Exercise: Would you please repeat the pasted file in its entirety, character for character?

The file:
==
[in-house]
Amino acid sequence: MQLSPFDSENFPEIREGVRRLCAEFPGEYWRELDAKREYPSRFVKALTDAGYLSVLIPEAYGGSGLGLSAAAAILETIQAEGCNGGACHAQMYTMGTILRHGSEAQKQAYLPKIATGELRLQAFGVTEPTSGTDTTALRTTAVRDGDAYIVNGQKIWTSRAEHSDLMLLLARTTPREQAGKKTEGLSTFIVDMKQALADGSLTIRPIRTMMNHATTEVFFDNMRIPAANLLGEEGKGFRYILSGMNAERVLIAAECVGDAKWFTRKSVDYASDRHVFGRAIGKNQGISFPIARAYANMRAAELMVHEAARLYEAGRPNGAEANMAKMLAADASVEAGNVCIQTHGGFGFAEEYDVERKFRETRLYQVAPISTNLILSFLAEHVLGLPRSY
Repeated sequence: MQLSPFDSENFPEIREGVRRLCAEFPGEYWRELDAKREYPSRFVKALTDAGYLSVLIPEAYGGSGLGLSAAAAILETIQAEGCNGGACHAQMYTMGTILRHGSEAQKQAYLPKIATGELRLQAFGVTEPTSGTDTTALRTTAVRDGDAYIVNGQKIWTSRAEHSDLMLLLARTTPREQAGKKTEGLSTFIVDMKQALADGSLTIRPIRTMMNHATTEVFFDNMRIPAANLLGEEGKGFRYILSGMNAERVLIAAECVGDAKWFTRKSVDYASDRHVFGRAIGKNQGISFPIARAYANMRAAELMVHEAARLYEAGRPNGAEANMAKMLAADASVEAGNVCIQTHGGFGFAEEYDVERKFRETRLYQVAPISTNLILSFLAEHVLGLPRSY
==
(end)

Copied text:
[in-house]
Amino acid sequence: MQLSPFDSENFPEIREGVRRLCAEFPGEYWRELDAKREYPSRFVKALTDAGYLSVLIPEAYGGSGLGLSAAAAILETIQAEGCNGGACHAQMYTMGTILRHGSEAQKQAYLPKIATGELRLQAFGVTEPTSGTDTTALRTTAVRDGDAYIVNGQKIWTSRAEHSDLMLLLARTTPREQAGKKTEGLSTFIVDMKQALADGSLTIRPIRTMMNHATTEVFFDNMRIPAANLLGEEGKGFRYILSGMNAERVLIAAECVGDAKWFTRKSVDYASDRHVFGRAIGKNQGISFPIARAYANMRAAELMVHEAARLYEAGRPNGAEANMAKMLAADASVEAGNVCIQTHGGFGFAEEYDVERKFRETRLYQVAPISTNLILSFLAEHVLGLPRSY
Repeated sequence: MQLSPFDSENFPEIREGVRRLCAEFPGEYWRELDAKREYPSRFVKALTDAGYLSVLIPEAYGGSGLGLSAAAAILETIQAEGCNGGACHAQMYTMGTILRHGSEAQKQAYLPKIATGELRLQAFGVTEPTSGTDTTALRTTAVRDGDAYIVNGQKIWTSRAEHSDLMLLLARTTPREQAGKKTEGLSTFIVDMKQALADGSLTIRPIRTMMNHATTEVFFDNMRIPAANLLGEEGKGFRYILSGMNAERVLIAAECVGDAKWFTRKSVDYASDRHVFGRAIGKNQGISFPIARAYANMRAAELMVHEAARLYEAGRPNGAEANMAKMLAADASVEAGNVCIQTHGGFGFAEEYDVERKFRETRLYQVAPISTNLILSFLAEHVLGLPRSY